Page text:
History

Modern steel wire rope was invented by the German mining engineer Wilhelm Albert in the years between 1831 and 1834 for use in mining in the Harz Mountains in Clausthal, Lower Saxony, Germany. It was quickly accepted because it proved superior to ropes made of hemp or to metal chains, such as had been used before.

Wilhelm Albert’s first ropes consisted of three strands consisting of four wires each. In 1840, Scotsman Robert Stirling Newall improved the process further. In America wire rope was manufactured by John A. Roebling, starting in 1841 and forming the basis for his success in suspension bridge building. Roebling introduced a number of innovations in the design, materials and manufacture of wire rope. Ever with an ear to technology developments in mining and railroading, Josiah White and Erskine Hazard, principal owners[9] of the Lehigh Coal & Navigation Company (LC&N Co.) — as they had with the first blast furnaces in the Lehigh Valley — built a Wire Rope factory in Mauch Chunk, Pennsylvania in 1848, which provided lift cables for the Ashley Planes project, then the back track planes of the Summit Hill & Mauch Chunk Railroad, improving its attractiveness as a premier tourism destination, and vastly improving the throughput of the coal capacity since return of cars dropped from nearly four hours to less than 20 minutes. The decades were witness to a burgeoning increase in deep shaft mining in both Europe and North America as surface mineral deposits were exhausted and miners had to chase layers along inclined layers. The era was early in railroad development and steam engines lacked sufficient tractive effort to climb steep slopes, so incline plane railways were common. This pushed development of cable hoists rapidly in the United States as surface deposits in the Anthracite Coal Region north and south dove deeper every year, and even the rich deposits in the Panther Creek Valley required LC&N Co. to drive their first shafts into lower slopes beginning Lansford and its Schuylkill County twin-town Coaldale.

The German engineering firm of Adolf Bleichert & Co. was founded in 1874 and began to build bicable aerial tramways for mining in the Ruhr Valley. With important patents, and dozens of working systems in Europe, Bleichert dominated the global industry, later licensing its designs and manufacturing techniques to Trenton Iron Works, New Jersey, USA which built systems across America. Adolf Bleichert & Co. went on to build hundreds of aerial tramways around the world: from Alaska to Argentina, Australia and Spitsbergen. The Bleichert company also built hundreds of aerial tramways for both the Imperial German Army and the Wehrmacht.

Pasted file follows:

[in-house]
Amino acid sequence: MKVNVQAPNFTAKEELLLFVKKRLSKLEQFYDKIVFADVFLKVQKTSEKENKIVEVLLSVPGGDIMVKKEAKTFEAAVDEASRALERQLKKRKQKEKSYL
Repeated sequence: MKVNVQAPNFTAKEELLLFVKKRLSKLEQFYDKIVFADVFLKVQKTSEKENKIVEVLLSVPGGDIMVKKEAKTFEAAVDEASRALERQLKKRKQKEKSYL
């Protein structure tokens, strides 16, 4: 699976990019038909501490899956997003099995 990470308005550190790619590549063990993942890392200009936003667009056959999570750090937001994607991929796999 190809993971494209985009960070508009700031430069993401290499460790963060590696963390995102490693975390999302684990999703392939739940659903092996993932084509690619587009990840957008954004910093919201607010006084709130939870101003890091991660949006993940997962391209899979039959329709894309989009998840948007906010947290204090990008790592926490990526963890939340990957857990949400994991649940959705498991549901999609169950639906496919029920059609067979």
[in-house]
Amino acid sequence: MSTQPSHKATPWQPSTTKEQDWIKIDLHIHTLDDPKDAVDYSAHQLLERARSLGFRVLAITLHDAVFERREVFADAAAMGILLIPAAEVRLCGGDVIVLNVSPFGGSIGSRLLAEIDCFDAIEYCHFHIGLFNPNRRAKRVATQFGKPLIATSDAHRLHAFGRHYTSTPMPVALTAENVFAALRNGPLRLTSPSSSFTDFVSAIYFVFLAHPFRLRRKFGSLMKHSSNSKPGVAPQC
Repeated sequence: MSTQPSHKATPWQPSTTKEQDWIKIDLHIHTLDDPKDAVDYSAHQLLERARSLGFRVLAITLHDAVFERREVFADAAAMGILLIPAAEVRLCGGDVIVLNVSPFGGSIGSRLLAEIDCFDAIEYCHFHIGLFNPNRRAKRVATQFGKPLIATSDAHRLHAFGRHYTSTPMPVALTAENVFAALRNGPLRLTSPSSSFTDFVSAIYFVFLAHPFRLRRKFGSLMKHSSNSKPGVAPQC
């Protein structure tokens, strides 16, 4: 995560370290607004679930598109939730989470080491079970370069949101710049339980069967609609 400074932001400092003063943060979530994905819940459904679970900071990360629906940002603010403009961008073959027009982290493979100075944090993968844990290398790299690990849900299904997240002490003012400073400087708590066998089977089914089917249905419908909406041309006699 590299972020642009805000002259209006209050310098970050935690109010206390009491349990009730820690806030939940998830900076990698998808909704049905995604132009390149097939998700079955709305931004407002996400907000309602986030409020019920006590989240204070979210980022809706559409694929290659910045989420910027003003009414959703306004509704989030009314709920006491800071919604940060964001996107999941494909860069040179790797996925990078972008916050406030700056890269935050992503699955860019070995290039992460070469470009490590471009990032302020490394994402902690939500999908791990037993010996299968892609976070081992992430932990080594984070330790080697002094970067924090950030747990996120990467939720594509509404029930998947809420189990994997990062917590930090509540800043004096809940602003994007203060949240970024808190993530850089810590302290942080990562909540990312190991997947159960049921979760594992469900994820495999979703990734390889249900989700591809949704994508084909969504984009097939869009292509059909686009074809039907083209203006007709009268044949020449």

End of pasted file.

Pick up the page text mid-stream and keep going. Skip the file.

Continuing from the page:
In the last half of the 19th century, steel wire rope systems were used as a means of transmitting mechanical power including for the new cable cars. Wire rope systems cost one-tenth as much and had lower friction losses than line shafts. Because of these advantages, wire rope systems were used to transmit power for a distance of a few miles or kilometers.

Safety

The steel wire ropes are stressed by fluctuating forces, by wear, by corrosion and in seldom cases by extreme forces. The rope life is finite and the safety is only ensured by inspection for the detection of wire breaks on a reference rope length, of cross-section loss, as well as other failures so that the wire rope can be replaced before a dangerous situation occurs. Installations should be designed to facilitate the inspection of the wire ropes.

Read more about Wire Rope here

Hercules SLR is part of the Hercules Group of Companies which offers a unique portfolio of businesses nationally with locations from coast to coast. Our companies provide an extensive coverage of products and services that support the success of a wide range of business sectors across Canada including the energy, oil & gas, manufacturing, construction, aerospace, infrastructure, utilities, oil and gas, mining and marine industries.

Hercules Group of Companies is comprised of: Hercules SLR, Hercules Machining & Millwright Services, Spartan Industrial Marine, Stellar Industrial Sales and Wire Rope Atlantic.

We have the ability to provide any solution your business or project will need. Call us today for more information. 1-877-461-4876. Don’t forget to follow us on Twitter LinkedIn and Facebook for more news and upcoming events.

Toronto – More cranes than NYC and LA Combined

reflected-crane

Toronto has more tower cranes decorating its skyline than New York City and Los Angeles combined.

This summer, real estate consultant Rider Levett Bucknall (RLB) released its third quarter crane index. The report is generated by counting cranes in major cities throughout the United States and Canada.

Cranes in Toronto

For the third consecutive crane index, Toronto has the highest number of cranes of all the cities surveyed with 97, an increase of nine cranes compared to the last count by the consulting firm.

The Toronto construction market continues to be led by the residential sector, which makes up more than 86 per cent of the total crane count, according to RLB. Other active construction sectors include mixed-use and commercial developments, followed by education, healthcare and hospitality.

The crane count in Toronto is expected to continue to climb, as the city will see a boost in infrastructure spending. More than 400 high-rise projects have been proposed, adding to the city’s crane count.